Microsoft has just passed an important milestone on the road to shipping Internet Explorer 9, releasing a third Platform Preview for download by the public today.
This preview adds the most eagerly awaited HTML5 features to the IE9 engine, including support for the Canvas element and both audio and video tags. Based on test results I've seen, there are also significant performance improvements and a big jump in IE9's score on the controversial Acid3 test page (although it still falls short of a perfect score). Like its two predecessors, this release contains only the most rudimentary user interface, allowing Microsoft to keep the dialog with developers focused on performance, standards compliance, and support for new HTML5 features.
What's most remarkable about today's announcement is that Microsoft is running well ahead of its initial, self-imposed schedule. The public promise by IE boss Dean Hachamovitch back in March was to deliver a new platform release every eight weeks. The first public release was on March 16, followed by a second release 50 days later, on May 5. Today's release is exactly seven weeks after that. My colleague Mary Jo Foley says her sources are telling her this is the last platform release, and that the next milestone is a public beta in August. Based on the cadence Microsoft has established so far, that timetable makes sense: the next release should be ready on or perhaps a little before August 18, which is eight weeks from today.
Two weeks ago, in a series of meetings in Redmond, I saw this release in action and asked whether it was feature complete. "Almost," I was told. Certainly the last major pieces of HTML5 support are now in place with the unveiling of support for the Canvas element and audio and video tags. That means that IE9 can perform hardware-assisted playback of H.264-encoded video on any Windows PC. In theory, at least, it should be able to pass every one of the HTML5 tests based on those features, which it previously failed. If there are any other serious omissions, we should hear about them within days, given the scrutiny this release will get from the developer community. (According to Microsoft, the two previous platform previews have been downloaded more than 2 million times. I expect this release to blow well past those numbers.)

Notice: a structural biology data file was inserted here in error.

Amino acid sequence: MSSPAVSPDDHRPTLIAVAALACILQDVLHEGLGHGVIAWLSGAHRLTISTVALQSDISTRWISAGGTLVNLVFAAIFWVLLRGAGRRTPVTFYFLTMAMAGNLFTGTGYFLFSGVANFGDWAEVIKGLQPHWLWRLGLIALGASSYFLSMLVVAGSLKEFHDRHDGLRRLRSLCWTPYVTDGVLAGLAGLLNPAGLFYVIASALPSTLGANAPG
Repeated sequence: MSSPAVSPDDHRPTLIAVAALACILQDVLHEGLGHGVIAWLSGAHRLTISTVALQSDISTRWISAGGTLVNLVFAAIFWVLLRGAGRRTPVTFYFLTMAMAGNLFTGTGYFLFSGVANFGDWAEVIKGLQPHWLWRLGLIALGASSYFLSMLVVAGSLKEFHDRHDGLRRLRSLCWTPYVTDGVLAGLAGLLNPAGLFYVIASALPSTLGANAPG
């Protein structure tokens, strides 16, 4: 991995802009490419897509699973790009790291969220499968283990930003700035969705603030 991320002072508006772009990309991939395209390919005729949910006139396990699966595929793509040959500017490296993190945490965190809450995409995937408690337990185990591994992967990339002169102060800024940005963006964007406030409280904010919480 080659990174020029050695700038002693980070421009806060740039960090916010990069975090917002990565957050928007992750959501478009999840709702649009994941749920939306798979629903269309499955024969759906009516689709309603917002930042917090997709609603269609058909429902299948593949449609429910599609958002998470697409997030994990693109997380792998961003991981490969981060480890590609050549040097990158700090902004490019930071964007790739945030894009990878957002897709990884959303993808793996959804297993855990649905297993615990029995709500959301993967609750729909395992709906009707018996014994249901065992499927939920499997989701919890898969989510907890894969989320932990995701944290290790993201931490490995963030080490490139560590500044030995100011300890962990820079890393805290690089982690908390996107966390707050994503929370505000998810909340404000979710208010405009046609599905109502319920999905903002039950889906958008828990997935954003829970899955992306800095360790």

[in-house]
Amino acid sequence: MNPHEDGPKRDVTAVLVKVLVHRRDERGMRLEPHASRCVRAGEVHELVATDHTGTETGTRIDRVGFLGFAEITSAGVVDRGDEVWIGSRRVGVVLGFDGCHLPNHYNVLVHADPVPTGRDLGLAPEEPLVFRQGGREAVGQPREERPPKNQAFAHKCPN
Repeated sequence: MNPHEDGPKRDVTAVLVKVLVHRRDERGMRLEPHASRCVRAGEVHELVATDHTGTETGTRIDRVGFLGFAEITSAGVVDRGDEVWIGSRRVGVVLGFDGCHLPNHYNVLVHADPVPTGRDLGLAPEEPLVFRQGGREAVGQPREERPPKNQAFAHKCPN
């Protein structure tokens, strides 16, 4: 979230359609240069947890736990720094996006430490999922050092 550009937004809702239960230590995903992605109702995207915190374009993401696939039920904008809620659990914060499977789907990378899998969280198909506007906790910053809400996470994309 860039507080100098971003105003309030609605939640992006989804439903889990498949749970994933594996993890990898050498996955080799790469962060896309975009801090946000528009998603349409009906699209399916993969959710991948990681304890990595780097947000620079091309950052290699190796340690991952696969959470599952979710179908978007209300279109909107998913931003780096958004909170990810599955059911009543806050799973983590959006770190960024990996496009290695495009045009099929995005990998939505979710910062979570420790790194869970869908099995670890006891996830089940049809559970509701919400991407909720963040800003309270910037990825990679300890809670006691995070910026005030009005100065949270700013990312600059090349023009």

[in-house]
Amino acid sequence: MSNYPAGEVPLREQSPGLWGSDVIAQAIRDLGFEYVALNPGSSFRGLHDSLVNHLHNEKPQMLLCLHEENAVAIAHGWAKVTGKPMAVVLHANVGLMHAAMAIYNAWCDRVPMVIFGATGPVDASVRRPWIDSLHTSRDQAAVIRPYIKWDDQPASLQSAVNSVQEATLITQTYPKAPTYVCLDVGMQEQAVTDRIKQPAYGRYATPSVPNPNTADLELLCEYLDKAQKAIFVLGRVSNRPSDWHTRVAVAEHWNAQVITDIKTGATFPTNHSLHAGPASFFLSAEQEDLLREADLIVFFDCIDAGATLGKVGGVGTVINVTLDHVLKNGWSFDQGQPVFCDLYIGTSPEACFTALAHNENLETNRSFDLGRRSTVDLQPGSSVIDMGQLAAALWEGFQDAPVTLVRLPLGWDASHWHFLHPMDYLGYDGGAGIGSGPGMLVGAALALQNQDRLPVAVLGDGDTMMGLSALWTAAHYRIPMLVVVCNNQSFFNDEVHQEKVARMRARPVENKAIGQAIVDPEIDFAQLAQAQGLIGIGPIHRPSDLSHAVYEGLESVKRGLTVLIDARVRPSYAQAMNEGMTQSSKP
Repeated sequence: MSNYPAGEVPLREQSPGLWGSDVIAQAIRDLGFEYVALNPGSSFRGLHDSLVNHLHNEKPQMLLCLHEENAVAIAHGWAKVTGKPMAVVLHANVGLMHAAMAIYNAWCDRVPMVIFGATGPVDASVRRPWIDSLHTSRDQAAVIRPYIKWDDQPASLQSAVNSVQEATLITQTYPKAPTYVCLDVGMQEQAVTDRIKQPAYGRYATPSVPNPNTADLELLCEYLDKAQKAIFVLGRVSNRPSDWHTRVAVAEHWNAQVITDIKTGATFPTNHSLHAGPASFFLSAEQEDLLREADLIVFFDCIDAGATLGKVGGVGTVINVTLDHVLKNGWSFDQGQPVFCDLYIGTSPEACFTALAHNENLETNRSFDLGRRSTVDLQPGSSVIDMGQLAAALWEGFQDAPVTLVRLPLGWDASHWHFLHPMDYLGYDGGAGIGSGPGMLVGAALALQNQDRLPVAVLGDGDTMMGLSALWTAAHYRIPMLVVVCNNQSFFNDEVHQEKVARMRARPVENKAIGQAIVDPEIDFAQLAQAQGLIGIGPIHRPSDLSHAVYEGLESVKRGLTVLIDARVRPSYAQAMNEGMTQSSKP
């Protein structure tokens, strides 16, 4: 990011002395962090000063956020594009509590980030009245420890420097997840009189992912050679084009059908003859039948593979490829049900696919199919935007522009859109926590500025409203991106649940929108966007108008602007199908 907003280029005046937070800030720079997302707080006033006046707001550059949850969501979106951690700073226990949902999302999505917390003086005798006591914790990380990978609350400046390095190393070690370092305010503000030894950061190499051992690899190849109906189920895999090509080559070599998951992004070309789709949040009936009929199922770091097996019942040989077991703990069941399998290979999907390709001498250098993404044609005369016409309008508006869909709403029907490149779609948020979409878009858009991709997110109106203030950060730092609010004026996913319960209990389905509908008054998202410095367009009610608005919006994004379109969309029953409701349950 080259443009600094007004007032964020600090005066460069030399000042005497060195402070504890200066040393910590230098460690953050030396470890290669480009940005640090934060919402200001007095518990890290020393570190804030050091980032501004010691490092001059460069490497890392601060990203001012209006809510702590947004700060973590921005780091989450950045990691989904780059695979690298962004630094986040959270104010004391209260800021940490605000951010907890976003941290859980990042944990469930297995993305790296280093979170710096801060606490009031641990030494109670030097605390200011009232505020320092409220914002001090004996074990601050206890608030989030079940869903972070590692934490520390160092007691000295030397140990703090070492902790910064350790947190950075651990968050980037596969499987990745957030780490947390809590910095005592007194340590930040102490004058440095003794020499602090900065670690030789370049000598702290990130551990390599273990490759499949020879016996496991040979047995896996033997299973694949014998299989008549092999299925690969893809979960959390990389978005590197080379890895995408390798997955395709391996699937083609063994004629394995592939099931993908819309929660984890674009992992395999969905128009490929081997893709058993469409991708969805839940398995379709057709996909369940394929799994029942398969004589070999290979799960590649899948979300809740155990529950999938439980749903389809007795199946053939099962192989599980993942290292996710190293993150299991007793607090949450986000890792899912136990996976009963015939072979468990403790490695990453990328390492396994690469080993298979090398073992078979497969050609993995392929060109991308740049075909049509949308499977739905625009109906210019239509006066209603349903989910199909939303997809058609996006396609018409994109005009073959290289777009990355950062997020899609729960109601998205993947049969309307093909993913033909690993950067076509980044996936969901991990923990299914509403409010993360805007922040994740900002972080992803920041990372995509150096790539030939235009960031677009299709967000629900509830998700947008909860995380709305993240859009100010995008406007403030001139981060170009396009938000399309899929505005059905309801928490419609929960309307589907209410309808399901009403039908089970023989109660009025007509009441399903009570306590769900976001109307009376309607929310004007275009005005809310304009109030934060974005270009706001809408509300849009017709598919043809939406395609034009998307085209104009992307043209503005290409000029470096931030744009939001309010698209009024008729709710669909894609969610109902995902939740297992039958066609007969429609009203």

The real proof, of course, will come when independent testers compare the new IE9 build to Safari 5 and Google Chrome using not only Microsoft's test pages, but Apple's test pages and those from third-party sites as well. Microsoft is sticking firmly with the goals it outlined back in November when it first demoed IE9 at the Professional Developers Conference (PDC) in Los Angeles. The "same markup" mantra is still at the center of Microsoft's design, with the goal of delivering a final release that has the best, most interoperable support for HTML5. The core design principle is that HTML5 markup will render the same in IE9 as it does in any other modern, standards-compliant browser, with no compromises in performance, and developers won't have to treat it as a separate platform or version.
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In third-party HTML5 test suites, the two previous platform previews of IE9 achieved low scores because they didn't fully implement HTML5 markup. That left them with big fat zeroes on any part of the test that involved audio or video, for example. With the addition of support for the Canvas element and the HTML5 audio and video tags, those results should be much closer to those of competing browsers.